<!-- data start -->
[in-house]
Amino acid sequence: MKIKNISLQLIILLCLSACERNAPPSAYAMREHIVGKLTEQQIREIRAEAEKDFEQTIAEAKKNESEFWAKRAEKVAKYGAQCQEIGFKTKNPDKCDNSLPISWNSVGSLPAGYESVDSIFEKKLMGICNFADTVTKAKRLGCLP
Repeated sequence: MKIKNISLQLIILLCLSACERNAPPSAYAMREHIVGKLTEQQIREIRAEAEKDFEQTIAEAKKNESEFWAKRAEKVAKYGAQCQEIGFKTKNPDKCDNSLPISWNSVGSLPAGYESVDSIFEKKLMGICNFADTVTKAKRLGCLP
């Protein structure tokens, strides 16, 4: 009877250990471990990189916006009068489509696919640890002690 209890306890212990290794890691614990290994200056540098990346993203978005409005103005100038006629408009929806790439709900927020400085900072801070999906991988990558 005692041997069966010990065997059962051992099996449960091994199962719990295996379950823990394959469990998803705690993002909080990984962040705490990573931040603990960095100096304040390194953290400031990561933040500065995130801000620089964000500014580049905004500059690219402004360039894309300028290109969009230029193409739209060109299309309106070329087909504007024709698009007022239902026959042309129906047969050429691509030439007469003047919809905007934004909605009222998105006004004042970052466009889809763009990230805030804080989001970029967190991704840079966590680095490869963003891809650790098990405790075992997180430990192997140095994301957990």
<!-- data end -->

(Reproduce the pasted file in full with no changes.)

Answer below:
[in-house]
Amino acid sequence: MKIKNISLQLIILLCLSACERNAPPSAYAMREHIVGKLTEQQIREIRAEAEKDFEQTIAEAKKNESEFWAKRAEKVAKYGAQCQEIGFKTKNPDKCDNSLPISWNSVGSLPAGYESVDSIFEKKLMGICNFADTVTKAKRLGCLP
Repeated sequence: MKIKNISLQLIILLCLSACERNAPPSAYAMREHIVGKLTEQQIREIRAEAEKDFEQTIAEAKKNESEFWAKRAEKVAKYGAQCQEIGFKTKNPDKCDNSLPISWNSVGSLPAGYESVDSIFEKKLMGICNFADTVTKAKRLGCLP
């Protein structure tokens, strides 16, 4: 009877250990471990990189916006009068489509696919640890002690 209890306890212990290794890691614990290994200056540098990346993203978005409005103005100038006629408009929806790439709900927020400085900072801070999906991988990558 005692041997069966010990065997059962051992099996449960091994199962719990295996379950823990394959469990998803705690993002909080990984962040705490990573931040603990960095100096304040390194953290400031990561933040500065995130801000620089964000500014580049905004500059690219402004360039894309300028290109969009230029193409739209060109299309309106070329087909504007024709698009007022239902026959042309129906047969050429691509030439007469003047919809905007934004909605009222998105006004004042970052466009889809763009990230805030804080989001970029967190991704840079966590680095490869963003891809650790098990405790075992997180430990192997140095994301957990």